The Long View 2003-01-16: Plan B

It might seem that I am giving John a hard time about being wrong about the Iraq War with the benefit of hindsight, and after he is dead and cannot defend himself. In reality, I completely agreed with John at the time [and Jerry Pournelle], so I am trying to understand why I was wrong too.  We have ended up with an interesting natural experiment here. At the time, in early 2003, John thought that failing to invade Iraq would led to a state of affairs much like North Korea at the time, an obnoxious state that had to be placated because of its possession of nuclear weapons.

Twelve years later, North Korea is still obnoxious, and is attempting to increase their ability to threaten their neighbors with submarine launched missiles. Fortunately, the North Koreans don't actually have submarines capable of carrying missiles, so this threat is pretty useless at present.

Iraq is a huge mess, and now it is clear that Iraq never had the means to develop nuclear weapons, so that is a failure on two counts. There has been a great deal of concern that Iran might try to develop a nuclear weapon, but I can't really see the problem. India and Pakistan have managed not to nuke each other, and they hate each other at least as much as the Israelis and the Iranians do. Iran and Israel don't even share a border, which makes problems far more likely.

A nuclear Iran might be a bigger problem for the Sunni US client states in the Persian Gulf, but then I also see that bit of inter-religious rivalry as none of our business. All in all, maybe an unmolested Iraq [and Libya, and Syria], even if the nuclear thing had been real, would have been better than what we ended up with. Stronger states, even if unjust, at least kept a lid on the chaos we see now. If a decadent state is one that wills the ends but not the means, what is a state that keeps doing the same thing over and over even when it isn't working?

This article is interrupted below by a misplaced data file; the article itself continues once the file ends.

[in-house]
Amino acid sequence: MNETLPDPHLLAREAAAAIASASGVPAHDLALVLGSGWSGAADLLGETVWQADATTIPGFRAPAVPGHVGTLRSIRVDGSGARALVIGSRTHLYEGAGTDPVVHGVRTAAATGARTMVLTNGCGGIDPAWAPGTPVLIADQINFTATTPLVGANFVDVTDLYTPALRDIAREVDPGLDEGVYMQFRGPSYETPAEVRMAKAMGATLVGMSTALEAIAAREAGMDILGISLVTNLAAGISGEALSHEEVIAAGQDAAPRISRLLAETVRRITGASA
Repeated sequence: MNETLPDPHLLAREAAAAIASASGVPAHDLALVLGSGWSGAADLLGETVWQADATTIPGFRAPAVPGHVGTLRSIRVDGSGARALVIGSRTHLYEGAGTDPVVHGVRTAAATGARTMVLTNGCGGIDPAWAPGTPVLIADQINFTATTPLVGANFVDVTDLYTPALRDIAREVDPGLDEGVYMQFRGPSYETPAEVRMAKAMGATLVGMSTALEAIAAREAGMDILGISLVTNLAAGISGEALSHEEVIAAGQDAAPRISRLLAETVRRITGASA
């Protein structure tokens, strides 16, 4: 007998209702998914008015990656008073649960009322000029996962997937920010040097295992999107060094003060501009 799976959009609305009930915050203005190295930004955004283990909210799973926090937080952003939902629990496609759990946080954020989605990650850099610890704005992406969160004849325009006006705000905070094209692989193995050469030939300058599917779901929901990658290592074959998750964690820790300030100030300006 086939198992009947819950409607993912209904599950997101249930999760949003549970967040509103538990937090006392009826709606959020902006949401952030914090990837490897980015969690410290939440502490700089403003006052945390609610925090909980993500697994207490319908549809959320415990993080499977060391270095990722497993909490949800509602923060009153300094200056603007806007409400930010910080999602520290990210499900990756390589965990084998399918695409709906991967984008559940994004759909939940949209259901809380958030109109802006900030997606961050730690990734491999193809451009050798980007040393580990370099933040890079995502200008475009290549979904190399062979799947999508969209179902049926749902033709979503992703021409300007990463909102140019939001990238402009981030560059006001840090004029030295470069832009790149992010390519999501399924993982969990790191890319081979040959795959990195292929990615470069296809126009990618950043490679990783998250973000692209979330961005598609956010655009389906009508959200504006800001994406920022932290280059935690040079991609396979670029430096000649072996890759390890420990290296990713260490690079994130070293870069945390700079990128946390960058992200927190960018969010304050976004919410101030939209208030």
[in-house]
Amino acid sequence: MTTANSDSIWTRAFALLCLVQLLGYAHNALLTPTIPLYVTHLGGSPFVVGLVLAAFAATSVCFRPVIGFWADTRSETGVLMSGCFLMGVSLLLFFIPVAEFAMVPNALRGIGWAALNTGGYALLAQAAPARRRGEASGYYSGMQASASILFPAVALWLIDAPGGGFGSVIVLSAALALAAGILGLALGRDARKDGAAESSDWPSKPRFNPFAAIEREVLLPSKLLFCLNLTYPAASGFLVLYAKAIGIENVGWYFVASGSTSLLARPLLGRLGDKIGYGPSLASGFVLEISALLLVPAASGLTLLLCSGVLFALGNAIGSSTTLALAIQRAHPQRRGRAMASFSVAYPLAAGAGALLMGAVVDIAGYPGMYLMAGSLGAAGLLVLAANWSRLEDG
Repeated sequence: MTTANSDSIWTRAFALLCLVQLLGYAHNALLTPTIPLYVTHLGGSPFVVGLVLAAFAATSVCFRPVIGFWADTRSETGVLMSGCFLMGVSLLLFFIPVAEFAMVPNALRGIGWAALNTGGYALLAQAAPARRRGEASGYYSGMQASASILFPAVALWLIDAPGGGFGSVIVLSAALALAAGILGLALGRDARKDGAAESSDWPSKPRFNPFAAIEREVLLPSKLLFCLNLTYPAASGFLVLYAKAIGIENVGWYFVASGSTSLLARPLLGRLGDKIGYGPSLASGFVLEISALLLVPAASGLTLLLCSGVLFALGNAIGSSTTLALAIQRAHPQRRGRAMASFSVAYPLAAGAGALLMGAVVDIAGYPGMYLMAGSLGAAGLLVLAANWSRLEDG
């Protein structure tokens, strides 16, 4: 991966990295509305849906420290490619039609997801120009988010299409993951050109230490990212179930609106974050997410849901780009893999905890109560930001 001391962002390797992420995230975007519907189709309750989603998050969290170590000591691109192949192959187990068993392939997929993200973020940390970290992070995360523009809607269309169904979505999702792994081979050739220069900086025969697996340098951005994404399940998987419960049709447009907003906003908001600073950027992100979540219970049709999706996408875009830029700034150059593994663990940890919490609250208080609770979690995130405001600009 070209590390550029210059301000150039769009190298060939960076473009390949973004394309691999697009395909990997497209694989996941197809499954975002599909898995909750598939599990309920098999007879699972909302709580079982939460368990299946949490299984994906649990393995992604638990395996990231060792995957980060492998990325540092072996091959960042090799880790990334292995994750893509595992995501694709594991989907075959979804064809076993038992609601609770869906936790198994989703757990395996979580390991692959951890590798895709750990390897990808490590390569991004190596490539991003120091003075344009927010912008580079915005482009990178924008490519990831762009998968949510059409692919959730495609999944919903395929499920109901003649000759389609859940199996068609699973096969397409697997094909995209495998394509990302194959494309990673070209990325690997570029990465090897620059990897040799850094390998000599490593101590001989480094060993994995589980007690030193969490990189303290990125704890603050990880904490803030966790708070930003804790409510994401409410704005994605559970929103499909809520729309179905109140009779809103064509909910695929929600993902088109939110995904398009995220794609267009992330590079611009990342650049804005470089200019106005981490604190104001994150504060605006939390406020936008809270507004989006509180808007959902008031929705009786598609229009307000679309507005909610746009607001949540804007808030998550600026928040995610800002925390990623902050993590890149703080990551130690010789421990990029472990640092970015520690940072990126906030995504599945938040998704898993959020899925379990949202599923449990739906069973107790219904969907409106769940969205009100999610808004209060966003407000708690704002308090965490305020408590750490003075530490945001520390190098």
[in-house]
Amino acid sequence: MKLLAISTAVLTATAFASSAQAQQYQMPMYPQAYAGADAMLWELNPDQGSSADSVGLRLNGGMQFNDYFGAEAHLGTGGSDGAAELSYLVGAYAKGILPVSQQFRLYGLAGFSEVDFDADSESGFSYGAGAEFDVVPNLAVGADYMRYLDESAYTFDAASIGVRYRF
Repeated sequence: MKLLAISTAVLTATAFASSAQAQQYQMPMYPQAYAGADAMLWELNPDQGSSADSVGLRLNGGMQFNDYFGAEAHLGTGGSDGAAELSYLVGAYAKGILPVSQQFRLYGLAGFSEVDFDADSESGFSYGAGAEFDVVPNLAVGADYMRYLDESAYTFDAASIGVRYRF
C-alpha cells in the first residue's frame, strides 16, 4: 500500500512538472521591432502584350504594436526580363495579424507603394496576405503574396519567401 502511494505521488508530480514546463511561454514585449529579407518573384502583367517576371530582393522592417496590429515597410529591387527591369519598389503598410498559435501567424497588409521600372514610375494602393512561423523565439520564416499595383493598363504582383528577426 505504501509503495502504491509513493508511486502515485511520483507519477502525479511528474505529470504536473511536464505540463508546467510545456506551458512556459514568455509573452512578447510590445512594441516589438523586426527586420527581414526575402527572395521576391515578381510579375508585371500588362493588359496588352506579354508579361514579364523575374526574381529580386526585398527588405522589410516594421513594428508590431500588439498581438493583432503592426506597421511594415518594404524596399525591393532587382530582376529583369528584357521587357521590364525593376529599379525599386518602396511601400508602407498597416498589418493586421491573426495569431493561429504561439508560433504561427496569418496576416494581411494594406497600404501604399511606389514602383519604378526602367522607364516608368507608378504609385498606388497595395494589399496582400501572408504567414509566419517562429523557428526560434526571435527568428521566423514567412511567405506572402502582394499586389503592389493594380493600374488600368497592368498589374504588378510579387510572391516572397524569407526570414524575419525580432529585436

Plan B
 
Let us assume that the Bush Administration is reined in by the international community. The UN weapons inspectors in Iraq are permitted to pursue their inquiries until the end of the summer, perhaps until next winter. The US is prevailed upon to negotiate with North Korea. Maybe the US even resumes oil shipments to keep the lines of communication open. What happens then?
First, any hope of a non-nuclear Islamist front disappears. The US would be unable to keep an invasion force in the Middle East until the end of 2003, much less to redeploy one if the current forces are withdrawn. This would be partly because of the cost of logistics and partly because of the upcoming presidential election, but chiefly because such regional support as there is for an invasion would have evaporated. The bluff of the US would have been called. The states of the region would be scurrying to accommodate themselves to Iraqi hegemony. Iraq would have a deliverable bomb by the end of 2004. The UN arms inspectors will express surprise.
Meanwhile, in East Asia, just as the US is withdrawing from the Middle East, North Korean nuclear capacity would have developed from two experimental devices to a usable arsenal, including missiles that can certainly hit Japan and probably parts of the United States.
There will then be a brief period of alarms and crises: perhaps an oil embargo, perhaps an artillery bombardment of Seoul. Before very long, though, a nuke will go off in a European or American city. Then several things will happen.